To participate in this week’s “What Would You Do?” scenario, share your answers in the comments section below. We may mention your response in next week’s Bulletin, when we offer the best possible answer(s) to this notarial challenge.

David Thun is an Associate Editor at the National Notary Association.

Additional Resources:

Handling Name Discrepancies

 

203 Comments

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Julie Beckner Reinwald

20 Oct 2019

I would ask for another form or gov’t issued photo ID. He he couldn’t produce one them I’d call the NNA Hotline to get advice.

Merianne White

21 Oct 2019

Yes, I would accept the cat pictographs as they match the ID and would I ensure he signed my journal the same in the event of a challenge. I view it no differently than Mandarin or Kanji.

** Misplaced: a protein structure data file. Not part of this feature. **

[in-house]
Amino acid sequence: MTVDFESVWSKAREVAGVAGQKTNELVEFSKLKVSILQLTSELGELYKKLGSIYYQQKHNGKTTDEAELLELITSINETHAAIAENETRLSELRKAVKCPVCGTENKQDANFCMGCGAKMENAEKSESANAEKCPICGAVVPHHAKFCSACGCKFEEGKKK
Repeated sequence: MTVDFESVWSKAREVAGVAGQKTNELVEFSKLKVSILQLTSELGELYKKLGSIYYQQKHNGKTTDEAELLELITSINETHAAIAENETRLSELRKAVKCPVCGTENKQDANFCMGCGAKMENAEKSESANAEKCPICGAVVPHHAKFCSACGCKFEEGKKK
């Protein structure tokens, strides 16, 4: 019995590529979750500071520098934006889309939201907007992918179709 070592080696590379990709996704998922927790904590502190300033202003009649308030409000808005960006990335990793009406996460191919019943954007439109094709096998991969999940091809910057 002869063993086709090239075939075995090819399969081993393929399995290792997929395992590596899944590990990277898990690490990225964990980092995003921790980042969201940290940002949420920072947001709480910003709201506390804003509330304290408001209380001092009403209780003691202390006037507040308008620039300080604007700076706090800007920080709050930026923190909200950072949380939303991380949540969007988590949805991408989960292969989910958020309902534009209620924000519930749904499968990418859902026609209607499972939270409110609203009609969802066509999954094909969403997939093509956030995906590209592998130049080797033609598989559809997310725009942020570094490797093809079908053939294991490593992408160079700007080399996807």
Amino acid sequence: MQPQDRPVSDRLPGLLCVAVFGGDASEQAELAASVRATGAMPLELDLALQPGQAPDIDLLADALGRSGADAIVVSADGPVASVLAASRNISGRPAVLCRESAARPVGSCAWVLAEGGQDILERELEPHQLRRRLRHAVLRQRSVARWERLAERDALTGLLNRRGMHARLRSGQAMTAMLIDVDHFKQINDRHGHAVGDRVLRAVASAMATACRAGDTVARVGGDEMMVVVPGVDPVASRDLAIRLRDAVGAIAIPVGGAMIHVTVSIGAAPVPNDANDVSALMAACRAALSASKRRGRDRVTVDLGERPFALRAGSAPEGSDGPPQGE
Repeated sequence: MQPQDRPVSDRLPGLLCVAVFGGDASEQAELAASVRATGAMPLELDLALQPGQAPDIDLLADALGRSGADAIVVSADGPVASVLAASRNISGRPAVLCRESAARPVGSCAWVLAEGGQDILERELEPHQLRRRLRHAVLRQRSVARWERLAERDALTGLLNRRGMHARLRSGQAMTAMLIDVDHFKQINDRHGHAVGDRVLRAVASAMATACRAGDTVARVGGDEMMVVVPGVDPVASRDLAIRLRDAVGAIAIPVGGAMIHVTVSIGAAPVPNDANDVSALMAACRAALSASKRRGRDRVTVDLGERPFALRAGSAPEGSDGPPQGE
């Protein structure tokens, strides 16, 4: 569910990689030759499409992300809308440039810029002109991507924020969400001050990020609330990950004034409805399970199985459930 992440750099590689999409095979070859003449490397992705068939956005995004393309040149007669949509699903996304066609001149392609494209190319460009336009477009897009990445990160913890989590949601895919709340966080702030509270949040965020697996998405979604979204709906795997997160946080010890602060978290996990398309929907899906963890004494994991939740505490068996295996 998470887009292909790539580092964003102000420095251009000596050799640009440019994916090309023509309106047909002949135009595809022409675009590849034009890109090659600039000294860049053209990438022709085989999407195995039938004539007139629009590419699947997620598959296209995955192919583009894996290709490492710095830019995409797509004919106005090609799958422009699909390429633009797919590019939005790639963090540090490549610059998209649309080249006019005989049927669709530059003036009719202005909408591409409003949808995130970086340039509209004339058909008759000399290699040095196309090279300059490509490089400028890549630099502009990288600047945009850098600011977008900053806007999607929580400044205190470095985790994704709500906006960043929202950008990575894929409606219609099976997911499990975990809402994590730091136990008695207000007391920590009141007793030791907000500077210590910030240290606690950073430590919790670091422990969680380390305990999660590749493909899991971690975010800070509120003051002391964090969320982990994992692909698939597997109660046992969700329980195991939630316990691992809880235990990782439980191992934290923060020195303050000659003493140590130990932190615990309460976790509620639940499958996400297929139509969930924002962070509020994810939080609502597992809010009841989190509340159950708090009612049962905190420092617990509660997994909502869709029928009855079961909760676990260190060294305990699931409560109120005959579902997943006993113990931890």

Keziah

21 Oct 2019

Granted this is unique but I can't see any state recognizing such on a drivers license. I would ask for another picture ID or explain doesn't meet criteria.

Teresa Ross

21 Oct 2019

Ask the signer to print then sign his name on another piece of paper to verify signature. This piece of paper should be kept with the Notary Journal for future reference.

Arlene Rheinfelder

21 Oct 2019

While unusual, the cat head signature is still a mark made by the signer. My job is to verify identity and that the signer actually made the mark. The legal definition of signature is "A mark or sign made by an individual on an instrument or document to signify knowledge, approval, acceptance, or obligation." The cat heads qualify as a mark.